Sacred Heart athletes want to go out on top

The school will close next fall, and students try to cope.

Posted: January 22, 2012

Senior softball star Rachel Gavigan thought she would wake up Saturday morning and realize it was all a bad dream.

"I honestly thought I would get up and say, 'Oh, it was just a nightmare,' " Gavigan said of the news that Sacred Heart High School in Vineland would close in June.

The Diocese of Camden announced Friday that Sacred Heart and two nearby Catholic elementary schools would close in June because of "declining area enrollment and financial pressure," according to a statement from Bishop Joseph Galante.

Gavigan, a third baseman who has more than 100 career hits, runs, and RBIs and has committed to Mount St. Mary's on a softball scholarship, said the news was a "shock" to Sacred Heart's students.

"You always hear rumors, but I honestly never thought it would happen," Gavigan said. "There were a lot of tears, including mine."

Although Sacred Heart is one of South Jersey's smallest schools with an enrollment of 202 students, the Lions sports teams have been highly competitive in many sports.

The girls' basketball team is 12-0 and No. 7 in The Inquirer's South Jersey rankings. The team won Non-Public B state titles in 2003 and 2005.

"We've been a focal point of the school for a long time," Sacred Heart girls' basketball coach Steve DiPatri said. "We're going to try to keep the heartbeat of the school alive."

The baseball team won the prestigious Joe Hartmann Diamond Classic in 2008. The boys' soccer team won the Non-Public B state title in 2008. The softball team won sectional crowns in 1999 and 2004.

"We're Lions, and we play for our school," Gavigan said. "We always have good athletes and good coaching."

Sacred Heart boys' basketball coach Kevin Nash said his players responded well during a practice after hearing the news Friday.

"We're looking forward to playing Vineland [Saturday night]," Nash said. "The kids know they need to focus on the here and now and take it one game at a time."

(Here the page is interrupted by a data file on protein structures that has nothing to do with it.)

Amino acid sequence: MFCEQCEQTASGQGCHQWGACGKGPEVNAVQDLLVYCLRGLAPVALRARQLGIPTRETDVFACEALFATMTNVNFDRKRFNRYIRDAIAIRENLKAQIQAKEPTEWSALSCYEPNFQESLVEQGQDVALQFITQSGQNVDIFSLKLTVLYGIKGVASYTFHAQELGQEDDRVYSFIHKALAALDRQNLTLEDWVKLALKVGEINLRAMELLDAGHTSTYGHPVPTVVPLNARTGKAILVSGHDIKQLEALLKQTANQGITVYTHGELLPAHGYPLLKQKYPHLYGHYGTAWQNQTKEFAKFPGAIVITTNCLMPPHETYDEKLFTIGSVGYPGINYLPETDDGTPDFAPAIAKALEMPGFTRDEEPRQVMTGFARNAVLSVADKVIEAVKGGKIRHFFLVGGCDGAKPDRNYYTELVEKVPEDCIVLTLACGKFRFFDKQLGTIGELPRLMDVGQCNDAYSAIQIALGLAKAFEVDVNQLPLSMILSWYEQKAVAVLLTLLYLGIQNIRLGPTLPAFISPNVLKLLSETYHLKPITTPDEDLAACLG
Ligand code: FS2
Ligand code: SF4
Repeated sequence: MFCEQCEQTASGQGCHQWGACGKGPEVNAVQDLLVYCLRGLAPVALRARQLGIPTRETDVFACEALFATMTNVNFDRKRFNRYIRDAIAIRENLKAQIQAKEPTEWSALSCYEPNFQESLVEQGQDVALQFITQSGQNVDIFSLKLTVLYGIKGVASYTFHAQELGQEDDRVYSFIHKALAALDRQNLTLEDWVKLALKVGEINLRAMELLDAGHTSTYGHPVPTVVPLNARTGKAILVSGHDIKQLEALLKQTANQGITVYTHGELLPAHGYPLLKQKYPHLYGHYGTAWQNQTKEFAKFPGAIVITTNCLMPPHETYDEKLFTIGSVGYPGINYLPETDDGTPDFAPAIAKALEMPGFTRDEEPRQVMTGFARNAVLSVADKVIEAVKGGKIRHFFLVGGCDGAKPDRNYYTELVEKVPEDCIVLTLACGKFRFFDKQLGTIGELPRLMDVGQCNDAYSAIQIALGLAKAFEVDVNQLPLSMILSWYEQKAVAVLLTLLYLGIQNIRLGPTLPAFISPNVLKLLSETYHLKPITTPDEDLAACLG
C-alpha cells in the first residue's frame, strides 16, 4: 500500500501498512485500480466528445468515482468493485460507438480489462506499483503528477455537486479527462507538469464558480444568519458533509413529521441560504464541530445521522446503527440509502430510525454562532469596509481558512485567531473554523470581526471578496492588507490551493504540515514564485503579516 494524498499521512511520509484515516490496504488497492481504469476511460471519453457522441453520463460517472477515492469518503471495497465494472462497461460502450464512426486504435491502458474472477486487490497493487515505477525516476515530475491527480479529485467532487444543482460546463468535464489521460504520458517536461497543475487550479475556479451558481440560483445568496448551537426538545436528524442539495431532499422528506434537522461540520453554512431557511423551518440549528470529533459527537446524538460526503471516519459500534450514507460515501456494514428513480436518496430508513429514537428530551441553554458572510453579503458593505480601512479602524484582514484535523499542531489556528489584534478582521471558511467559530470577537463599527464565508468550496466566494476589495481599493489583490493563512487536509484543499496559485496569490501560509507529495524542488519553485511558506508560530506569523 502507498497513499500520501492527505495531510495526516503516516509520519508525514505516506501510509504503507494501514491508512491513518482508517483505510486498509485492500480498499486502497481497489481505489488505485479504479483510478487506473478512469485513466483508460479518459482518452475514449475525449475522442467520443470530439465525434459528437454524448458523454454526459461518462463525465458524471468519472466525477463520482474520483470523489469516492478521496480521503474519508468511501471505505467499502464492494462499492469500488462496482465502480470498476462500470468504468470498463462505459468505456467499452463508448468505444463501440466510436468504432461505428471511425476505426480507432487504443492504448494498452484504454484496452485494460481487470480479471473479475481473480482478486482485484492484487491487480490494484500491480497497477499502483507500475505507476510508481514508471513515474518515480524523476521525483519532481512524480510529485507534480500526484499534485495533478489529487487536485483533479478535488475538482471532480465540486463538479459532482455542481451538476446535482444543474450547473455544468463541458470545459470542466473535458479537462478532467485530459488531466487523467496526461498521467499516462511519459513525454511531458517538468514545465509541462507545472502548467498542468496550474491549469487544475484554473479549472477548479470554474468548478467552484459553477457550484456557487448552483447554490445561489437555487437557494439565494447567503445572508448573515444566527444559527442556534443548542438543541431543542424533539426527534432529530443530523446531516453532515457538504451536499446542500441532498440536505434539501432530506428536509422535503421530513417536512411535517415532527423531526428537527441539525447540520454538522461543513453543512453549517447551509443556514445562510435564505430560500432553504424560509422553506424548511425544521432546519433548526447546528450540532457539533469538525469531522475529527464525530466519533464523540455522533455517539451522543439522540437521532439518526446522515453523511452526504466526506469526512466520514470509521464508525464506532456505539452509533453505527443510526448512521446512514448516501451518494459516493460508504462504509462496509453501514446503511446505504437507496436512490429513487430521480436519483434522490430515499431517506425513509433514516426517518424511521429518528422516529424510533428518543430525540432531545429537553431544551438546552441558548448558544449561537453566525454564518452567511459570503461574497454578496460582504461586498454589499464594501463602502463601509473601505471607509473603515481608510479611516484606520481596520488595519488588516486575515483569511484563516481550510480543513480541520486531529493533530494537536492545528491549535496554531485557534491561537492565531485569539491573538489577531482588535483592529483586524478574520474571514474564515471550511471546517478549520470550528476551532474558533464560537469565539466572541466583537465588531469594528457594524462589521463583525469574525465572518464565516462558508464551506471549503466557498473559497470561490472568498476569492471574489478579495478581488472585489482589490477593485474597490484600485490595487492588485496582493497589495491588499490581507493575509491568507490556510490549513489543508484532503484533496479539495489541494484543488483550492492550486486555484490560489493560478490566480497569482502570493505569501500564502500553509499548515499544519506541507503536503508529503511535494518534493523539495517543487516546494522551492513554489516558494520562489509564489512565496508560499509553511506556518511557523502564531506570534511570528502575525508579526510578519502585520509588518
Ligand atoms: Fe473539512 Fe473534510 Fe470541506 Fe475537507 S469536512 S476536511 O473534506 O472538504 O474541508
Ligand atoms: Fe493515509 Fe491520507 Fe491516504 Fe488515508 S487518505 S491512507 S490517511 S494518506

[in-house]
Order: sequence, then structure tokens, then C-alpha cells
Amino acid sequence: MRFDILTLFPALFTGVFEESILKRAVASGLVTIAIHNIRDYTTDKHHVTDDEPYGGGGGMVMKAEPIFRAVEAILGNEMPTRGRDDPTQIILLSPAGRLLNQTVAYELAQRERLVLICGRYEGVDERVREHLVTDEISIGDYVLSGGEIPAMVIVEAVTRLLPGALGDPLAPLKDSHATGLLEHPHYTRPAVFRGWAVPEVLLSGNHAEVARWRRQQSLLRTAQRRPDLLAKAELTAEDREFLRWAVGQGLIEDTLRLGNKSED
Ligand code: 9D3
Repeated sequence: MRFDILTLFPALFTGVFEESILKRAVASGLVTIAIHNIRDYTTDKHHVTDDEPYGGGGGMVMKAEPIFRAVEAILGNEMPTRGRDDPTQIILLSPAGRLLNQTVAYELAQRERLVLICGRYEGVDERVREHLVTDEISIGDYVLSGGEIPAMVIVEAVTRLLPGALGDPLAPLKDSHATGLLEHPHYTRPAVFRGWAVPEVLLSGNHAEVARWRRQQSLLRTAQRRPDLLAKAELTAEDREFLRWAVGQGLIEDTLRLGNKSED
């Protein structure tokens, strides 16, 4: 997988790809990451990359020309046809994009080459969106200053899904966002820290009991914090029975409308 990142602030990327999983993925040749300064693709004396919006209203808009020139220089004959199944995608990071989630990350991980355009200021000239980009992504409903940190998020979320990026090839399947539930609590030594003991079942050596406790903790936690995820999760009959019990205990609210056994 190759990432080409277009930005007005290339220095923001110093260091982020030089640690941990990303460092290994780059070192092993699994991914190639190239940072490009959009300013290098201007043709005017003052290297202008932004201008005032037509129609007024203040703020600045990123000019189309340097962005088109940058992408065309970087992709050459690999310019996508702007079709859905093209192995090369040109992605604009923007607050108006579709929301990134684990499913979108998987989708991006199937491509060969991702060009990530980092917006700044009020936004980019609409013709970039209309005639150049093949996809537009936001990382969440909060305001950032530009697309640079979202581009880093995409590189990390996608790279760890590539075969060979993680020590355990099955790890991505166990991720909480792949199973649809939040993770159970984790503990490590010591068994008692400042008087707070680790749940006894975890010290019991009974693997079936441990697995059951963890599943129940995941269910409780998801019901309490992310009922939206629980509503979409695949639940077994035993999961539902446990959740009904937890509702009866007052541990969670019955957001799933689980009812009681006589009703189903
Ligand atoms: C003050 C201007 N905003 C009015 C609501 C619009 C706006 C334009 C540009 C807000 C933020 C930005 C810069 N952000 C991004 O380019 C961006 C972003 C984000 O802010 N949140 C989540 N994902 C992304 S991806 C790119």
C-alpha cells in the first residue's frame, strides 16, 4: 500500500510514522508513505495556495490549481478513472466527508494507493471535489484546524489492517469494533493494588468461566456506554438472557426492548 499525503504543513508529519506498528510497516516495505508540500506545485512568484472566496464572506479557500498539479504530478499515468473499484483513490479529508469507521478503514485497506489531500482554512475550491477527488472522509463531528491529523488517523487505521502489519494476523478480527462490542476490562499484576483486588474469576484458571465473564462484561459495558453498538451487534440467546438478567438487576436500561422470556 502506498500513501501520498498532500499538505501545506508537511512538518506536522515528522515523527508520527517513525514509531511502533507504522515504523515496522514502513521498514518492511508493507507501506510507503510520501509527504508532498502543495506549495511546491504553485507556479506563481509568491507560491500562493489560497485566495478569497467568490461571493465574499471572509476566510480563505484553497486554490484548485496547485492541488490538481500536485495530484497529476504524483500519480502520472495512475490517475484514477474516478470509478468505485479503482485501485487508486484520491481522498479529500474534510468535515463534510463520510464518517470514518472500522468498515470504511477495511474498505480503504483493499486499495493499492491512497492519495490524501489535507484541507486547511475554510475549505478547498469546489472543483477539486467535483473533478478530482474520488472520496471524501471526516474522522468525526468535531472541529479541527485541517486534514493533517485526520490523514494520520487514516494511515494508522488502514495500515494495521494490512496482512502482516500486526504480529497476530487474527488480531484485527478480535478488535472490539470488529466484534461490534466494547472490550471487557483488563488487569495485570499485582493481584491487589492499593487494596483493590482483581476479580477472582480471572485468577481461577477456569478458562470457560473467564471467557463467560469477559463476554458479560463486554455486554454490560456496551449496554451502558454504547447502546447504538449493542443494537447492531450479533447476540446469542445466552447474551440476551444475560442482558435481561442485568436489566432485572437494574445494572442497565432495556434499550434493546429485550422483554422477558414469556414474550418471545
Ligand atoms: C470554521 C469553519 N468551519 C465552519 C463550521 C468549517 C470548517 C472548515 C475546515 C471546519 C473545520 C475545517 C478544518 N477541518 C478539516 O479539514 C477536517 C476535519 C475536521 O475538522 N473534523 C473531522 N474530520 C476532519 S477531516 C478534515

Sacred Heart softball coach Les Olsen said the announcement had been feared by school officials for a few years.

"You're always shocked," Olsen said. "But with everything that has been going on in the Catholic education world [with other school closings and consolidations], it's always been in the back of your mind that something could happen."

Sacred Heart supporters plan to try to raise funds and develop a sustainability plan to persuade the diocese to keep the school open.

"I told the younger kids at practice that a year from now we'll be back here on a Friday afternoon preparing for the big game against Vineland," Nash said.

From a sports standpoint, a major impact of the closing of Sacred Heart would be the transfer of athletes to other schools. Under NJSIAA rules, varsity athletes do not have to sit out 30 days if they transfer from a school that closed.

Nash said one of his team's best players is 6-foot-6 freshman Michael Holloway.

The softball team is led by Gavigan but also by the sophomore battery of pitcher Rosie LaGrotta, who won 21 games as a freshman, and catcher Danielle Lugo.

The girls' basketball team has top sophomores such as point guard Lexi Bruno and 6-foot-2 center Kennedy Johnson, who recently became eligible after transferring from Holy Spirit after her freshman year.

Gavigan said the situation would serve as a "motivating factor" for Sacred Heart teams during the rest of the year.

"One of the first things I did after we heard the news was to get my [softball] girls together," Gavigan said. "We're all seniors now. If this is going to be our last year, we're going to make it our best year. We're going out on top - no ifs, ands, or buts about it."


Contact staff writer Phil Anastasia at 856-779-3223, panastasia@phillynews.com, or @PhilAnastasia on Twitter. Read his blog, "Jersey Side Sports," at www.philly.com/jerseysidesports

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